Evaluation of the Shade Tolerance of Moth Bean (Vigna aconitifolia) and Two Tropical Legume Species

Pantipa Na Chiangmai, Yupa Pootaeng-on, Thanakrit Khewaram


This study aimed to evaluate the shading tolerance ability in moth bean (Vigna aconitifolia) in two experiments. In experiment 1, moth bean, Centrosema pascuorum cv. Cavalcade and Stylosanthes guianensis cv. Tha pra (Tha pra stylo) were grown under different sunlight shading levels by covering these plots with a black net. In Experiment 2, moth bean was intercropped with sunflower (Helianthus annuus) synthetic variety (Suranaree (S) 471). Both experiments were conducted in a field trial from May to August in 2011 at Agricultural Practice Farm of Faculty of Animal Science and Agricultural Technology, Silpakorn University, Phetchaburi Information Technology Campus, Phetchaburi, Thailand.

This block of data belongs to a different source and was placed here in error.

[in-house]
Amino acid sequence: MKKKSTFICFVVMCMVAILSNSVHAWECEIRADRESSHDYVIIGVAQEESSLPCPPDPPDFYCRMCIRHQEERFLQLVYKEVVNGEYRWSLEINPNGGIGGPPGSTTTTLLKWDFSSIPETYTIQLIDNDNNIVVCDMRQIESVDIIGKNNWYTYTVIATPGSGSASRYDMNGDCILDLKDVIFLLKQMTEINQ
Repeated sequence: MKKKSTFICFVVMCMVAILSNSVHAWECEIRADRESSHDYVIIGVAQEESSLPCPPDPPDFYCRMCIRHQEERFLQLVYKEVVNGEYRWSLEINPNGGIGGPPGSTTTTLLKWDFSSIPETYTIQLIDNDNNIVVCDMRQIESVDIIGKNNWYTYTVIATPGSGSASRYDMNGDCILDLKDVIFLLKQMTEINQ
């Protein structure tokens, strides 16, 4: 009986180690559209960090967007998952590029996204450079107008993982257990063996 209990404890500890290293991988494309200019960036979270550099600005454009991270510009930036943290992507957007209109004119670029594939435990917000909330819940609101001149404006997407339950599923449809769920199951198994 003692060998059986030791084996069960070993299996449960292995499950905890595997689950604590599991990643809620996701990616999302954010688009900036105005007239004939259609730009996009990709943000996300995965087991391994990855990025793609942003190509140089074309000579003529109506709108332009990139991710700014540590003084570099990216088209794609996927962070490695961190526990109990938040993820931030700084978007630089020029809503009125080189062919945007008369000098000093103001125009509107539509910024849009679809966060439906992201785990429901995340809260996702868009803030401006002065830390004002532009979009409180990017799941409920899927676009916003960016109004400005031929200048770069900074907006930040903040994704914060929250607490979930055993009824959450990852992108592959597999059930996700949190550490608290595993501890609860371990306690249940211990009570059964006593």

In Experiment 1, the results showed that shading reduced almost all plant growth characteristics, except plant height. All of legume species had possessed different tolerant capacity to shading, but these plants were dead at 90% of the shading level.
In Experiment 2, the agronomic traits of sunflower were not affected by intercropping with moth bean. Fresh and dry weight per plant of moth bean intercropping with sunflower was decreased, comparing with those of a moth bean monoculture. However, there was no significant difference in crude protein content of moth bean between monoculture and intercropping with sunflower.

Key Words: Vigna; Moth bean; Shading; Intercropping; Forage crop

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